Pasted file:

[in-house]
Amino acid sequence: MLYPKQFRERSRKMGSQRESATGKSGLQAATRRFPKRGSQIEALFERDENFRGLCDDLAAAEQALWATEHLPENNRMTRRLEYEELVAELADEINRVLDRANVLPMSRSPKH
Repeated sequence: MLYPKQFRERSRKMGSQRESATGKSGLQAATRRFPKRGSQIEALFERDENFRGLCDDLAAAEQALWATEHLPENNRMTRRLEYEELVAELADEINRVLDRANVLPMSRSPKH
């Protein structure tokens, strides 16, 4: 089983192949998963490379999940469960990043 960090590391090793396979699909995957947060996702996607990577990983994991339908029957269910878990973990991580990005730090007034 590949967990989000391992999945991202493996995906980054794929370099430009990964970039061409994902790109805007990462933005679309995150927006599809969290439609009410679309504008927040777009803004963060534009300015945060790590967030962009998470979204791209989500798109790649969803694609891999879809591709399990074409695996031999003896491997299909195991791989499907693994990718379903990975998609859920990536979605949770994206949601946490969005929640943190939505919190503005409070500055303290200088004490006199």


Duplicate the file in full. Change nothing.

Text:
[in-house]
Amino acid sequence: MLYPKQFRERSRKMGSQRESATGKSGLQAATRRFPKRGSQIEALFERDENFRGLCDDLAAAEQALWATEHLPENNRMTRRLEYEELVAELADEINRVLDRANVLPMSRSPKH
Repeated sequence: MLYPKQFRERSRKMGSQRESATGKSGLQAATRRFPKRGSQIEALFERDENFRGLCDDLAAAEQALWATEHLPENNRMTRRLEYEELVAELADEINRVLDRANVLPMSRSPKH
């Protein structure tokens, strides 16, 4: 089983192949998963490379999940469960990043 960090590391090793396979699909995957947060996702996607990577990983994991339908029957269910878990973990991580990005730090007034 590949967990989000391992999945991202493996995906980054794929370099430009990964970039061409994902790109805007990462933005679309995150927006599809969290439609009410679309504008927040777009803004963060534009300015945060790590967030962009998470979204791209989500798109790649969803694609891999879809591709399990074409695996031999003896491997299909195991791989499907693994990718379903990975998609859920990536979605949770994206949601946490969005929640943190939505919190503005409070500055303290200088004490006199």